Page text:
Last week I read Predictably Irrational by Dan Ariely. This book was really interesting and I highly recommend it.
Dan Ariely is an economist at M.I.T., which initially made me wary of this book. I don't really "do" economics, other than in the context of books like Freakonomics, but this book sounded appealing. This book is about the predictably irrational behavior that people exhibit in their every day lives and when influenced by market forces. It was fascinating.
This book is basically a narrative borne out of a series of experiments that Ariely has conducted over the past few years. Among them was an experiment to see how arousal altered sexual attitudes, like whether or not to wear a condom. To get the data, Ariely's team asked men to answer some questions while in a "rational" state, and then again in an "irrational" state, which they attained by looking at internet porn sites. Isn't that wild?
Another interesting experiment: they shocked volunteers with electricity, and then sold them fake pain pills costing either 10 cents or $2.50. The more expensive pain pills had the effect of reducing pain far more effectively in the subjects than the cheap pain pills did, even though they were exactly the same in both cases.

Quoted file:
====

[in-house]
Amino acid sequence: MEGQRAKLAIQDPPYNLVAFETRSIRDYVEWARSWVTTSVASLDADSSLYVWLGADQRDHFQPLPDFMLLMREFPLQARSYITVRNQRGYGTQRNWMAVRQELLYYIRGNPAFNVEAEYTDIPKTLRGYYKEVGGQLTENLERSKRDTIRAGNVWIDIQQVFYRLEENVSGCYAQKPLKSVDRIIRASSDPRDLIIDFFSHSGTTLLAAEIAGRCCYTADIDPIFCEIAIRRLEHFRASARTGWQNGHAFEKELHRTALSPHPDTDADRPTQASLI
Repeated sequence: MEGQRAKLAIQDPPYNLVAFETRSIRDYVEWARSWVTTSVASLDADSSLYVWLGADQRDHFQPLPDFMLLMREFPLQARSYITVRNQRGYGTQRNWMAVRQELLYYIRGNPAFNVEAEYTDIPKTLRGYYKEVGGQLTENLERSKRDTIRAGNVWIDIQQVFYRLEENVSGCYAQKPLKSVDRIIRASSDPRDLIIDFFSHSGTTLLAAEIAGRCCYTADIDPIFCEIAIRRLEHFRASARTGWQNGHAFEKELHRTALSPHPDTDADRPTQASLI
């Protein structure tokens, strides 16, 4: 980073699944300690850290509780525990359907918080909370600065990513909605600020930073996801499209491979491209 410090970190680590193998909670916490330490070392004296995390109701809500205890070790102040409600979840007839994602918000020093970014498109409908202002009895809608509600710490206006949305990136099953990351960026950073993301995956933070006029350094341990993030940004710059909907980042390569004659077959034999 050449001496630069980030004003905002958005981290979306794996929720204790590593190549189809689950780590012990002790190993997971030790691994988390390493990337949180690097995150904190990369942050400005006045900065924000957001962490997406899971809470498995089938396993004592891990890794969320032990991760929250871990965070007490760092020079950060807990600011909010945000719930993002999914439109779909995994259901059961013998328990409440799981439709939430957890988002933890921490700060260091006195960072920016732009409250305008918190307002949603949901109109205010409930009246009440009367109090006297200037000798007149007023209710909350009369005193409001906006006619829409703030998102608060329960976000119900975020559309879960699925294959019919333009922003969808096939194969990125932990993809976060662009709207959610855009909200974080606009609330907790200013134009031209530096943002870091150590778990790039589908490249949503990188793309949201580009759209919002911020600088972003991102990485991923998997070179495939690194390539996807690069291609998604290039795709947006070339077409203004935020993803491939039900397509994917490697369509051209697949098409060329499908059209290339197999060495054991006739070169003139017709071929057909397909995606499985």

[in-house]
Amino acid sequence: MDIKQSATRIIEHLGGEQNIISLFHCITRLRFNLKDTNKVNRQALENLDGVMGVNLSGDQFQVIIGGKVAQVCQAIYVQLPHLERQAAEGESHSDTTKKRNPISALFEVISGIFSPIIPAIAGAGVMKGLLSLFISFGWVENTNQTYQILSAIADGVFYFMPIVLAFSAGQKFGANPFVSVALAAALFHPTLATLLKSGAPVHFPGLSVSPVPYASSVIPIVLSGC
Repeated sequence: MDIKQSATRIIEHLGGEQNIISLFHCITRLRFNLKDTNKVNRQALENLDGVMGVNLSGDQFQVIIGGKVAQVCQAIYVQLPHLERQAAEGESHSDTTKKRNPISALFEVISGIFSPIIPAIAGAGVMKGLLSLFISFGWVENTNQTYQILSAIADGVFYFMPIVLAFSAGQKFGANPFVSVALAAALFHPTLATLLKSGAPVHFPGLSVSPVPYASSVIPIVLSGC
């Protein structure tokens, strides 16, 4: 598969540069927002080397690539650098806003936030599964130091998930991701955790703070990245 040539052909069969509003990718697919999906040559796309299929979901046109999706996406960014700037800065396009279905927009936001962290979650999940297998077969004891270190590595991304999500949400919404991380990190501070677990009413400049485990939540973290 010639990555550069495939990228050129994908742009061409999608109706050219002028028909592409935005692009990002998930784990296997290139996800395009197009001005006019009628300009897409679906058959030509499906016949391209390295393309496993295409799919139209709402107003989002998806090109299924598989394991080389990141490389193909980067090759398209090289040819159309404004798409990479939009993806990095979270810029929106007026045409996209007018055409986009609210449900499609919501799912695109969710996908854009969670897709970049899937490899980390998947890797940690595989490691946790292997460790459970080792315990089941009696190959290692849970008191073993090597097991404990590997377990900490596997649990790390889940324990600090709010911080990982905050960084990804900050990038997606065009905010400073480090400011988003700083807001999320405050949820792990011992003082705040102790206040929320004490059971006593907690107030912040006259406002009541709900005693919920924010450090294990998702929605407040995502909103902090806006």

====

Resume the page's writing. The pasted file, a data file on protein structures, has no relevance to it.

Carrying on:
This book really made me consider some of the "irrational" behaviors I'm sure I exhibit. I like to think that I am more rational than the average human, but of course I'm not. This is not Lake Wobegone, where everyone is above average and immune to market forces. We are all influenced every day. Reading this book will make you aware of that, and probably to take steps to change it.
I highly recommend it. Read this book and you'll start to see a bunch of ways in which you are also predictably irrational.